EDITORIAL: Conspicuous absences

White Rock’s political leaders are being offered opportunities more and more frequently to hear from those who elected them.

White Rock’s political leaders are being offered opportunities more and more frequently to hear from those who elected them.

As part of the burgeoning development proposals for the small city, proponents are asked to host public-information meetings to present and discuss their projects to their would-be neighbours.

And, in recent months, the public is doing their part, attending in droves.

Yet conspicuous by their absences are several members of council, who clearly could learn a thing or two about residents’ views.

No matter what reasons or rationalizations these members have for missing individual meetings, a pattern has become evident mere months into their long four-year term. And that pattern seems to break the compact they entered into with voters when they were elected last November.

We are talking about the opportunity to meet with voters face-to-face and hear their concerns, their fears and, yes, even their anger. We are talking about the opportunity to start a conversation – no matter how difficult – that might, eventually, lead to mutual understanding on the need to balance our priorities for the future and our responsibilities for the present.

This, we dare to suggest, is the role of council members in a community; indeed politicians at all levels of government.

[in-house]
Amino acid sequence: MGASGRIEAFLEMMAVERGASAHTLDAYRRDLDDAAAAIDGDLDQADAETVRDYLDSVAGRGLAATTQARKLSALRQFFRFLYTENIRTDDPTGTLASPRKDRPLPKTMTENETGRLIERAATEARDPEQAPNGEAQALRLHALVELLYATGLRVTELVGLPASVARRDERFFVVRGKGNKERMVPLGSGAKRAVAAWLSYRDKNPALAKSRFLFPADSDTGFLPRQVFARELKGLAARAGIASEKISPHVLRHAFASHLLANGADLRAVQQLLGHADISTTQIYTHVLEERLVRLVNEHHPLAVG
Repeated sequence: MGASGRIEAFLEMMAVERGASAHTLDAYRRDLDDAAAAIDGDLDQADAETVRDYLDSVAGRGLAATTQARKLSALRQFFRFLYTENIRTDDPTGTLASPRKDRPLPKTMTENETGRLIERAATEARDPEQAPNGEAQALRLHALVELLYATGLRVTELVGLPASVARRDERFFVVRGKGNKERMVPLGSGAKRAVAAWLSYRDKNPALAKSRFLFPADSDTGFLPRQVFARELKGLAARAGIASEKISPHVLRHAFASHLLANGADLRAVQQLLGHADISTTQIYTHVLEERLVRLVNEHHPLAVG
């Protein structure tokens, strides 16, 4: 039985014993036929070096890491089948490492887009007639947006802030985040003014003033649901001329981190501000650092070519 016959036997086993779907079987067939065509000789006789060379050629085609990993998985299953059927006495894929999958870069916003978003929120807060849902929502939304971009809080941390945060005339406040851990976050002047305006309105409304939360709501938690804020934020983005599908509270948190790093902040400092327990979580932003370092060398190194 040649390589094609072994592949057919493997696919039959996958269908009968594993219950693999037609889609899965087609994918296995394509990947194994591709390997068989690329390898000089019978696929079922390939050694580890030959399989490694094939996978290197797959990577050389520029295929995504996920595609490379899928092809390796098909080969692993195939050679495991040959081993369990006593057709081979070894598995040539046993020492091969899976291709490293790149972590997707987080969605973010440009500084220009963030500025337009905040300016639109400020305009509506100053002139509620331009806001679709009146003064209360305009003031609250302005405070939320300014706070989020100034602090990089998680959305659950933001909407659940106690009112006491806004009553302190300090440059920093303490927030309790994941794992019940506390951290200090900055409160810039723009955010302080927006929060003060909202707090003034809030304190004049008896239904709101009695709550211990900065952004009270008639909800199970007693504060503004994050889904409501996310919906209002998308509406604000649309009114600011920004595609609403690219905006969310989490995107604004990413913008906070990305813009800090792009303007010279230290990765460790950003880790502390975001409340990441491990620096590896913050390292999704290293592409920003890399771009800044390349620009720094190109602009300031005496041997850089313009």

In this day and age, in which soundbites and social-media posts seem to define our ‘reality’, we have seen increased reliance on a political concept that has actually been around for a long time – the notion of government by photo-op, geared only to keeping up appearances.

We have seen, too, what an easy road this is for elected officials to take. But the fact is that our representatives were not elected simply for the fun stuff, the feel-good stuff.

With the public question period at White Rock council meetings now a matter of history, there are few remaining toe-in-the-water opportunities for such direct feedback. People can make appointments for future delegations to council, it’s true, but that is a vehicle only for another speech – not a dialogue. And that’s why attending public meetings is so important.

Unless council members henceforth plan to govern by edict only, there is one appearance that must be preserved – and that is the appearance of being genuinely concerned.

That is, assuming city council members still want to represent the opinions of the people who elected them.

 

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